For Christmas I got a book that had been on my wish list since I first heard about its upcoming publication: Eowyn Ivey’s latest novel To the Bright Edge of the World. I’m glad that I finally got a chance to read it.
Alaska, 1885. Lieutenant Colonel Allen Forrester and his handful of men are on their way to try the impossible. They want to scout the newly acquired territory with large uncharted parts that lay beyond the Wolverine River.
At the same time Allen’s wife Sophie has to sit tight at Vancouver Barracks in Oregon, where she is torn between disappointment at not being able to accompany her husband to Alaska, and the anticipation of the upcoming birth of their first child.
To the Bright Edge of the World is an Epistolary Novel that is largely told using Allen and Sophie’s diary entries. The frame story is set in the present, where Allen’s great-nephew Walter from Montana and Josh, a museum curator from Alaska, exchange letters about Sophie’s and Allen’s legacy. While their correspondence complements the plot at first, it gets a bit too much near the end of the novel.
It took me quite some time to warm up to Bright Edge to be honest, but when I did, I was hooked and didn’t want to go to sleep. I wanted to know more about the characters’ fate, wanted to see how clever Sophie dealt with the boring life at the barracks, wanted to accompany Allen and his men through snow and ice in Alaska spring, marveling at the breathtaking and solitary landscape. So every time I opened the book I almost felt like Josh the museum curator.
With To the Bright Edge of the World Eowyn Ivey has created an epistolary novel that reads so convincingly that I almost believed the journal entries and letters to be real. Even though it is inspired by Lieutenant Henry T. Allen’s journey into Alaska, I had to remind myself more than once that this book is a work of fiction and that the magical elements in the story are too good to be true. So if you’re up for an adventure and love the North as much as I do you’re in for a treat.
Alaska, 1920: a brutal place to homestead, and especially tough for a couple who have never been able to conceive. Jack and Mabel are drifting apart—he breaking under the weight of the work of the farm; she crumbling from loneliness and despair. In a moment of levity during the season’s first snowfall, they build a child out of snow. The next morning the snow child is gone, but they catch sight of an elusive, blonde-haired girl running through the trees.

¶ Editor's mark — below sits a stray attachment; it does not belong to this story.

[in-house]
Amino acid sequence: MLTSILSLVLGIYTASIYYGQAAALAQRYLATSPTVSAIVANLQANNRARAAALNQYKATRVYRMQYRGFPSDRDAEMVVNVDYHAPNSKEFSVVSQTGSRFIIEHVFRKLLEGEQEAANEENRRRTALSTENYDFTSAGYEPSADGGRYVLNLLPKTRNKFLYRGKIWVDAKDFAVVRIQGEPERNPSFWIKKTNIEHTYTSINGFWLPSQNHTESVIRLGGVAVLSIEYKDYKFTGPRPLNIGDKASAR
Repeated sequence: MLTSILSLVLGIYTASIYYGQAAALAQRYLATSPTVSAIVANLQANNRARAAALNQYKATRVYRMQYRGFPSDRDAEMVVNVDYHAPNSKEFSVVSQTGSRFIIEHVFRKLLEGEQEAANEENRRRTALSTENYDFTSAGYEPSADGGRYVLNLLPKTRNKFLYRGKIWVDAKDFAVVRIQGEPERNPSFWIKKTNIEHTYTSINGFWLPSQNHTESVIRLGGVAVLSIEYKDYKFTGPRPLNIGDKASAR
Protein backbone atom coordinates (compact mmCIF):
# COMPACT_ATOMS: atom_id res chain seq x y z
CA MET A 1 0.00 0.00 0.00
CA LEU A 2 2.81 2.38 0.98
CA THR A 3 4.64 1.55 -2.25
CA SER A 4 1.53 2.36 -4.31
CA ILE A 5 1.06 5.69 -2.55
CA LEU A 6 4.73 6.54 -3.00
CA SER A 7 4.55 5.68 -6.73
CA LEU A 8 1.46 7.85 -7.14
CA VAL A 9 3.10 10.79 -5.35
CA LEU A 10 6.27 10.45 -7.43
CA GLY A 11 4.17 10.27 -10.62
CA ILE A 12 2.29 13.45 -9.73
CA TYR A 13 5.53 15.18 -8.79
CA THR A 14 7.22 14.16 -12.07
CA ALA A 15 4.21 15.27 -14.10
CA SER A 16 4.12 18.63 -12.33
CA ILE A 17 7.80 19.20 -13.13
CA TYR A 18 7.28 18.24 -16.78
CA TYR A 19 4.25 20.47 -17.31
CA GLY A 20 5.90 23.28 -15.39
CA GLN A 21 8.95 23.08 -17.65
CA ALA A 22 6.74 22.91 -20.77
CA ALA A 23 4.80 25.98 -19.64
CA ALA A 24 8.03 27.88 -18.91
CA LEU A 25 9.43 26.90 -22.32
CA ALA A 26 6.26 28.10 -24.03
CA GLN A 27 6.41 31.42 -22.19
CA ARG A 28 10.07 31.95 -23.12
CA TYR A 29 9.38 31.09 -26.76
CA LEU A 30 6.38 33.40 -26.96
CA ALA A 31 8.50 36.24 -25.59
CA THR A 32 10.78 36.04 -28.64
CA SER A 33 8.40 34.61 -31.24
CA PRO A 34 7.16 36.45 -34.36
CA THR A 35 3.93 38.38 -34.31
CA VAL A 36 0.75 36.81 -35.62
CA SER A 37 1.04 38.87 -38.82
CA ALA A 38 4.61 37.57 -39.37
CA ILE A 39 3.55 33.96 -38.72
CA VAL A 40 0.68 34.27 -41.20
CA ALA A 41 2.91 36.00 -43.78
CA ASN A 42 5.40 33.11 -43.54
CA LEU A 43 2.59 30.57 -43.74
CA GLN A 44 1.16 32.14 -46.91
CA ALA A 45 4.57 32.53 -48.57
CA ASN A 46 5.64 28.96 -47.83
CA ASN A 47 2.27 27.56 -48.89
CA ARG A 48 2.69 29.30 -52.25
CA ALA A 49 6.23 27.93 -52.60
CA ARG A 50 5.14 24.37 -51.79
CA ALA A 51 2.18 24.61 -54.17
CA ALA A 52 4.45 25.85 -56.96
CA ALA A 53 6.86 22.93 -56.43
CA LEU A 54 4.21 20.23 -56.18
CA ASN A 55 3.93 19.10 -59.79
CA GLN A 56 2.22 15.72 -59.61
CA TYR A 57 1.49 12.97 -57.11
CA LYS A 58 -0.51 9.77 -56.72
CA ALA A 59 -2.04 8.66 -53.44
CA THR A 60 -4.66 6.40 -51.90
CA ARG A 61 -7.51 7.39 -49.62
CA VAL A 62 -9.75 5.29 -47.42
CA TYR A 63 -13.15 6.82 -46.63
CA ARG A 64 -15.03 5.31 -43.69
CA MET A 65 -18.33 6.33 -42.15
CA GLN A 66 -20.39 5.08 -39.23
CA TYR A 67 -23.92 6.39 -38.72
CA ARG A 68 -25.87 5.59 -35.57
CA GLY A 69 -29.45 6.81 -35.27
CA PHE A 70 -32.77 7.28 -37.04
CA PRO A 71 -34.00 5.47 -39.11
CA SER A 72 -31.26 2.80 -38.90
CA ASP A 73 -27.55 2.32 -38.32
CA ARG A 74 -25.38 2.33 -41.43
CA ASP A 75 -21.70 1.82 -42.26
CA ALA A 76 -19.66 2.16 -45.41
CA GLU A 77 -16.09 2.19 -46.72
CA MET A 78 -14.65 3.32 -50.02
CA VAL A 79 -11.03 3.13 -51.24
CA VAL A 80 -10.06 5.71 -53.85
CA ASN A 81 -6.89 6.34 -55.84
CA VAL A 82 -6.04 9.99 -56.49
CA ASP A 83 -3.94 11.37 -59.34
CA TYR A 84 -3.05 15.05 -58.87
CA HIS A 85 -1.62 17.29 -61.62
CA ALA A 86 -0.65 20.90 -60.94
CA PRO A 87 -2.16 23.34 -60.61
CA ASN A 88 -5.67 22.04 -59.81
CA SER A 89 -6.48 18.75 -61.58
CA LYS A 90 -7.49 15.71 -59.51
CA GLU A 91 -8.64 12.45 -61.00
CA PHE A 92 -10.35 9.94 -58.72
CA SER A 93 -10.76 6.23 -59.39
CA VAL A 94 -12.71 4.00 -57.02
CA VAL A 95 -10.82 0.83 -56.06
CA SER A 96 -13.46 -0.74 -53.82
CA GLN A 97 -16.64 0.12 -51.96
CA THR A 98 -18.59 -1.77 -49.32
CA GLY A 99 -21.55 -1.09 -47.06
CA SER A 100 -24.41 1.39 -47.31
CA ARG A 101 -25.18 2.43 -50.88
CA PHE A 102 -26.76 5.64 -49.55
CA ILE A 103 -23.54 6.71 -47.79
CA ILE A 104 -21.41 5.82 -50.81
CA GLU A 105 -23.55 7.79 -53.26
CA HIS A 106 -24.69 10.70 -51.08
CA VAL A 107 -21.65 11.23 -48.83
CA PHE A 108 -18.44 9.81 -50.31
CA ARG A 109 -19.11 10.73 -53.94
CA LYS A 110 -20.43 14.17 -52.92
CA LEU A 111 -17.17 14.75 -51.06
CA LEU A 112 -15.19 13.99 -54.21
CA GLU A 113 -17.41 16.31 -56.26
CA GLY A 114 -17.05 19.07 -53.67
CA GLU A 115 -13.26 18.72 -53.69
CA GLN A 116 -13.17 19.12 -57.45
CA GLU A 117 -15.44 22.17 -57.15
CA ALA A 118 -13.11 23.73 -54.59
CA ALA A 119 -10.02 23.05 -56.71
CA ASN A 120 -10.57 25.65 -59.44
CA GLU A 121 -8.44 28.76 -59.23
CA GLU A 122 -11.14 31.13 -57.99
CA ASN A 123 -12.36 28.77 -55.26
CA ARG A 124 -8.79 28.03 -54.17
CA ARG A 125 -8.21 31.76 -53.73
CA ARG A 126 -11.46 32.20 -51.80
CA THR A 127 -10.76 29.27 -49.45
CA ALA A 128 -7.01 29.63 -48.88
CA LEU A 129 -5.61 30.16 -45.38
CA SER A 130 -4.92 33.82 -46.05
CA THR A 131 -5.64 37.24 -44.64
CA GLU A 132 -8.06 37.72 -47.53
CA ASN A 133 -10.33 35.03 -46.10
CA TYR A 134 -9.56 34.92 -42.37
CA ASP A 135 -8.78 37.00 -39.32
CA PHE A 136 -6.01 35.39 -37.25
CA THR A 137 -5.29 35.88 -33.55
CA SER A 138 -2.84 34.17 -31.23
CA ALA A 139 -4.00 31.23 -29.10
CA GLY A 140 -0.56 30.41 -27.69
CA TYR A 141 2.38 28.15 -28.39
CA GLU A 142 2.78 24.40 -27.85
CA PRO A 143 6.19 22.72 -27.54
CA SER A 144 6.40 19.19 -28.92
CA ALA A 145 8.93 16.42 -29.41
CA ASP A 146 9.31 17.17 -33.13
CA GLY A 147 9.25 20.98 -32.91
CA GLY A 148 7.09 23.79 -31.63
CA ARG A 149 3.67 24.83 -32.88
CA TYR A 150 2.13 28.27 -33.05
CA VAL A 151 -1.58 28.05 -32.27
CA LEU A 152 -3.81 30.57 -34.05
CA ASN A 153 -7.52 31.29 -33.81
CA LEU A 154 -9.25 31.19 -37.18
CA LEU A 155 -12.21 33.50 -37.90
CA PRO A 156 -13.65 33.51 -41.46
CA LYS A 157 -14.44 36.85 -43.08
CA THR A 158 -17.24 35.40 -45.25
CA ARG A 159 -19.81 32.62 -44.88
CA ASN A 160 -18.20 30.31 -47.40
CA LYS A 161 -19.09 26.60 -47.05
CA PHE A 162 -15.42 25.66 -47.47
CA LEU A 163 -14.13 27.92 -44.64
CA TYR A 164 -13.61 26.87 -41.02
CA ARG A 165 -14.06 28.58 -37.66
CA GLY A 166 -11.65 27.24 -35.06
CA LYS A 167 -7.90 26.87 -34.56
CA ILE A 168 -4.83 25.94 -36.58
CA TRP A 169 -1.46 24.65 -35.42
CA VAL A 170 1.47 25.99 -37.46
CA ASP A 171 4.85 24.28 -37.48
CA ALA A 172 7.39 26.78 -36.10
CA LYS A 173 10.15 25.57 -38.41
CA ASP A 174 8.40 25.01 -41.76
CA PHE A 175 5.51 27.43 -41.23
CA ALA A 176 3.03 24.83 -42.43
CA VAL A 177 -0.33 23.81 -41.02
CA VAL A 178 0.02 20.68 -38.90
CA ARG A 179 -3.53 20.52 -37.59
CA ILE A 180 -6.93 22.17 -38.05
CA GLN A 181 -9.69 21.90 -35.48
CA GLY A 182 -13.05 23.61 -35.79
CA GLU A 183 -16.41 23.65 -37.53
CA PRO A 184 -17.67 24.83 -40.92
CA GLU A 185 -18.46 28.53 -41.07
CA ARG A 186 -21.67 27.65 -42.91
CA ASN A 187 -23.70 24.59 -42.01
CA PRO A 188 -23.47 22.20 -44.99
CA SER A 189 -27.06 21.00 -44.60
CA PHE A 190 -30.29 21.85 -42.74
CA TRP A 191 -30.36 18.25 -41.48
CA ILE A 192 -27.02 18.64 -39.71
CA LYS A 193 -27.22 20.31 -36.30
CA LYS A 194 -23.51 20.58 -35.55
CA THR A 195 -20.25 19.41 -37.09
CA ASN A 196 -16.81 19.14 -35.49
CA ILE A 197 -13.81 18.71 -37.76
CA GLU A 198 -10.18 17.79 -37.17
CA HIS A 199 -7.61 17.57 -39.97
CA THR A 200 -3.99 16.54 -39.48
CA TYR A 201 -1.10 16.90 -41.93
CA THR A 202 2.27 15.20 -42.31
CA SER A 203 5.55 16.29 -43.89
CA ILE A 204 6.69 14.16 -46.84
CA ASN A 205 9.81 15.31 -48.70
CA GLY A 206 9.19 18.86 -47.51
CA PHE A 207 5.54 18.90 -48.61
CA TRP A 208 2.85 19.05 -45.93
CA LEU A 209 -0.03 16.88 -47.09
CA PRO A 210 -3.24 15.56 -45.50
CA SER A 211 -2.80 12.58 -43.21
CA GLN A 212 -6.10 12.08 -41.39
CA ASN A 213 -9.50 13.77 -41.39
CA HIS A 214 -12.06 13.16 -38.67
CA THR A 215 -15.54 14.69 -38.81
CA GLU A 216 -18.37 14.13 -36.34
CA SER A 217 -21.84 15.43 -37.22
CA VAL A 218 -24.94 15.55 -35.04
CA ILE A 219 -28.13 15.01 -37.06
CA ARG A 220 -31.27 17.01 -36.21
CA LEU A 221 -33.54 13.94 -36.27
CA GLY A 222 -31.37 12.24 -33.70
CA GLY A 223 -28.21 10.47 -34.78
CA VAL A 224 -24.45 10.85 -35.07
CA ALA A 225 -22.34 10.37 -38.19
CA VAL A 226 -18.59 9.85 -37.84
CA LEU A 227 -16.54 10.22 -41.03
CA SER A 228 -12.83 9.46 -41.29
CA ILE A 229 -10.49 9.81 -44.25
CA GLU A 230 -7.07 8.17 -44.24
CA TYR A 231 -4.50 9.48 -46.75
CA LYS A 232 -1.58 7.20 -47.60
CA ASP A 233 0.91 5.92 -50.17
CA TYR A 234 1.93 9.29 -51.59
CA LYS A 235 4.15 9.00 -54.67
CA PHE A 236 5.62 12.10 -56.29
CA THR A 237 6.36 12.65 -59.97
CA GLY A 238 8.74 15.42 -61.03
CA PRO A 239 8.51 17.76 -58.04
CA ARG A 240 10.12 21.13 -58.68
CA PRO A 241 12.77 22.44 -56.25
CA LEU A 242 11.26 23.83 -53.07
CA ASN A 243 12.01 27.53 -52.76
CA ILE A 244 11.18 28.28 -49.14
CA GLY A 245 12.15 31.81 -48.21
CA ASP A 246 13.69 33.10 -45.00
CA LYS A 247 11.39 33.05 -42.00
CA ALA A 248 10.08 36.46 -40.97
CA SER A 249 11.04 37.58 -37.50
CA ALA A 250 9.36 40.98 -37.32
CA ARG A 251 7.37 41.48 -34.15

This little girl, who calls herself Faina, seems to be a child of the woods. She hunts with a red fox at her side, skims lightly across the snow, and leaves blizzards in her wake. As Jack and Mabel struggle to understand this child who seems to have stepped from the pages of a fairy tale, they come to love her as their own daughter. But in the Alaska wilderness, life and death are inextricable, and what they eventually learn about Faina changes their lives forever.
I mainly chose to read this book because of its setting. I love the themes of wilderness and winter. And I love Alaska. What I also liked very much but what didn’t play a major role in the book, was that the book was set in the 1920s. Ms Ivey did a great job constructing the setting for The Snow Child. I really felt the cold and the woods. I could smell the trees, the water and the snow. And after all these months, I still can.
I also fell in love with the characters. I was able to empathize with all of them even though they were so different. This also brings me to the story. Especially Mabel changes with the arrival of Faina. She becomes a happier but sometimes more restless person. As a reader, I was able to feel all these emotions and never doubted them. Ms. Ivey writes a story full of joy and sadness. She manages to balance these two components and even though a feeling of loss has stayed with me since I’ve finished this wonderful novel, its storyline and setting are so beautiful that they will outbalance this feeling.